So it is with these three glorious–or so i regard them!– passages I have chosen for today’s post – Post 208! All three are passages from our Master that have been, for me, like beacons in the night. Indeed, I have loved the first, brief one, for so long, that I have lost all recollection of when I first read it, or where it is to be found in Ruskin’s works. I loved its words so much that, when I was first getting ready to name this blog site, I was seriously thinking of calling it “every dawn of morning.” so deeply did Ruskin’s words touch me as peerless guides to life. Here they are again, a  benediction (literally, a “good speaking,”if ever one there was), that can always lighten and brighten your every day:

             Let every dawn of morning be to you as the beginning of life, and every setting sun be to you as its close. Then, let every one of these short lives leave its sure record of some kindly thing done for others, some goodly strength or knowledge gained for yourselves.

               The second passage, appropriately enough perhaps, is the last paragraph Ruskin wrote for publication. It was composed in the Swiss Alps in the old Union Inn in the Alpine village of Chamonix. Before he left England for the Continent that year (1888), our author was asked if he would sanction a new edition of his five volume masterwork, Modern Painters, for which there had been substantial demand for some time. Somewhat reluctantly – he always believed his earlier works to be flawed and one serious way or another – he agreed, agreed, too, to write a new “Epilogue” for the forthcoming edition. He  promised his editor, the heroic and long-suffering George Allen (185: How to Learn [Or, Discovering the (hitherto unsuspected) Connections between Ruskin’s Publisher, George Allen, Little Agnes Stalker, and those very Mysterious Bees]) that he would return the “Epilogue” to Allen in England by post at some point along his way through the Alps en route to Italy. For weeks, beset by internal worries and failing both mentally and physically to varying degrees, he put the job off. Finally, as he was nearing to the end of his time in Chamonix, he awoke to find himself in a glorious Alpine day, and decided he would undertake and finish the task. The “Epilogue” stands as one of the most remarkable expressions of his later life, and its last paragraph,  below, is one of the most magnificent he ever wrote; brimming over with the very quintessence of the “old Ruskin,” the Ruskin who had, by that time, for many decades, captivated readers in the UK, Europe, and North America. In just a few lines, he pays gracious tribute to all that has gone before, gives thanks for the strengths he has been blessed with all his life, and looks, as almost always in his works, toward a better, more loving, future:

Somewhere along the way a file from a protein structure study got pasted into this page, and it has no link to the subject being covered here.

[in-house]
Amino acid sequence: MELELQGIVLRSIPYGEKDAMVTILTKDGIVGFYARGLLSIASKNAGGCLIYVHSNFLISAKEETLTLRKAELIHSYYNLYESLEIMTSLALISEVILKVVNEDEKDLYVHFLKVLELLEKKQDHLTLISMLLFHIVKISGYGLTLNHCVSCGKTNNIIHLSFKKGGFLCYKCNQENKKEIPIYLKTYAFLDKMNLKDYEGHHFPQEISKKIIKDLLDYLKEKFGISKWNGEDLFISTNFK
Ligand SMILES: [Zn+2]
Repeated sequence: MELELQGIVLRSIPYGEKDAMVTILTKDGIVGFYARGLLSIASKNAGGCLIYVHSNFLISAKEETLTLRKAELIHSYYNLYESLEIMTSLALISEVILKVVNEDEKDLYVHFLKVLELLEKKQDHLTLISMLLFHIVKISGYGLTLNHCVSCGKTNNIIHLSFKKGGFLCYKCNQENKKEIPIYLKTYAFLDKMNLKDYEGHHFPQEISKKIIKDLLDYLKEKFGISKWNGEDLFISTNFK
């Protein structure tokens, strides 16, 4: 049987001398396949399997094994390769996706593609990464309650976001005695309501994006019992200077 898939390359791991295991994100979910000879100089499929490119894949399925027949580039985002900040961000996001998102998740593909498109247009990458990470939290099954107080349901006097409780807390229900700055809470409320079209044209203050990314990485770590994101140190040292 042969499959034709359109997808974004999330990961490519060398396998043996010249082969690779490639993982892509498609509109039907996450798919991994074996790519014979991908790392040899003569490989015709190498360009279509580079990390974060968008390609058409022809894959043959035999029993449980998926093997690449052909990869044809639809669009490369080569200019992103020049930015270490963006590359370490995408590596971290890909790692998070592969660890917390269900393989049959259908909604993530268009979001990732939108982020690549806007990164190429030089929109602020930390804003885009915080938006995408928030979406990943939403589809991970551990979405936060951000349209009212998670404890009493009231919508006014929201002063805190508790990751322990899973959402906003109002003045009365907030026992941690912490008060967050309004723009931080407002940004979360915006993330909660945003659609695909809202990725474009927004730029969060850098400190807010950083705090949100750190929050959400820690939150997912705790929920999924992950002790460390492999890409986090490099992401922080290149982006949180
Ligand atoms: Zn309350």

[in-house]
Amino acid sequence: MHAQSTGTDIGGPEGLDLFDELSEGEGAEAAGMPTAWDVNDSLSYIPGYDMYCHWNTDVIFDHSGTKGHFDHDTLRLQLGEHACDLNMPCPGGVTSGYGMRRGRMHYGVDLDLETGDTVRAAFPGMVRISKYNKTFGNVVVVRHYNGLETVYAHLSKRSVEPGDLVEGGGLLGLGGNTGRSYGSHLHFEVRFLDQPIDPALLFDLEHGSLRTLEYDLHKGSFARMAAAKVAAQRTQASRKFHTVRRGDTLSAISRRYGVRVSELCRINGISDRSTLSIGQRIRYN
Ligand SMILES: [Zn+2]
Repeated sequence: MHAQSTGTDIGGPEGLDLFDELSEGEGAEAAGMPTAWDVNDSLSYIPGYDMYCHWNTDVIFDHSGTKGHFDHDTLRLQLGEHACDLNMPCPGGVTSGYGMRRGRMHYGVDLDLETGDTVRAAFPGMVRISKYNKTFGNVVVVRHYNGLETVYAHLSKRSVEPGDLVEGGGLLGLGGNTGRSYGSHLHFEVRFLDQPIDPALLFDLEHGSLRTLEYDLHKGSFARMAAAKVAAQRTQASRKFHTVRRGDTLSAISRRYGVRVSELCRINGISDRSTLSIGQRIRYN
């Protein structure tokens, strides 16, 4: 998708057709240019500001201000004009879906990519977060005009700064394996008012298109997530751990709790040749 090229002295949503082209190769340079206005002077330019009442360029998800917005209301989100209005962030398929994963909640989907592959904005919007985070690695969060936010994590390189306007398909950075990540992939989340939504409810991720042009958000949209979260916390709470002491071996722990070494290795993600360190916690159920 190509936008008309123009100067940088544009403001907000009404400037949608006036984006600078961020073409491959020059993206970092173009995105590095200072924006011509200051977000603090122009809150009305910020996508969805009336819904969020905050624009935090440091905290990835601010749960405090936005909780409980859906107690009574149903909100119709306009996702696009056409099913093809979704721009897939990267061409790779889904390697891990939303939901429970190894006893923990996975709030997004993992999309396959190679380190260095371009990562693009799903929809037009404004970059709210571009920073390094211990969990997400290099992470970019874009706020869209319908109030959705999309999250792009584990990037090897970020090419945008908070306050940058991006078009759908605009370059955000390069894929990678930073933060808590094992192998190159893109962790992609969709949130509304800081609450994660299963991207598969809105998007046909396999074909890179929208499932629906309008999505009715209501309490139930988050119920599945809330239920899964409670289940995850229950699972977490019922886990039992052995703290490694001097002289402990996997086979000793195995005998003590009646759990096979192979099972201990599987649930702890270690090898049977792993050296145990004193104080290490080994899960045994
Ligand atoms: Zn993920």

The last time I saw the Fountain of Trevi [in Rome], it was from Arthur’s father’s room–Joseph Severn’s–where we took Joanie to see him in 1872. The old man [a fine painter] had made a sweet drawing of his pretty daughter-in-law…he himself then eager in finishing his last picture–of the Marriage in Cana–which he had caused to take place under a vine trellis, and delighted himself by painting the crystal and ruby glittering of the changing rivulet of water out the Greek vase, glowing into wine. Fonte Branda [in Siena] I last saw with Charles Norton, under the same arches where Dante saw it. We drank of it together, and walked together that evening on the hills above, where the fireflies among the scented thickets shone fitfully in the still undarkened air. How they shone!–through the sunset that faded into thunderous night as I entered Siena three days before, the white edges of the mountainous clouds still behind the gates of Siena’s heart, proclaimed with its still golden words: “Cor magis tibi Sena pandit”[“Siena opens her heart to you wider than her doors”]; and the fireflies everywhere in the sky and cloud, rising and falling, mixed with the lightening, and more intense than the stars.

Which brings  us to our final quote. By this moment in my life’s time, I have had the time, good fortune, and  privilege, to read, sometimes numerous times, many of the greatest works in what is called, “ Western literature.” What drew me to Ruskin from the start –  what draws me to him still – is a quality in his words he has in abundance, an abundance well-beyond almost all the other great thinkers: heart. Throughout his books – indeed always reverberating (if sometimes quietly) in every sentence, is his love of Life, Creation, and the human endeavor, however flawed this latter might be. Plato has some of this, but, in comparison to Ruskin, very little; In  Dante, you have to search carefully for it. But, in Ruskin, his heart is always worn on his sleeve, and, in this last quote, taken from the conclusion of the second essay of what he always regarded his greatest work, the four essays which comprise Unto this Last, is to me an instance nonpareil of this omnipresence of heart. Perhaps, after you’ve read it and thought about it you might agree.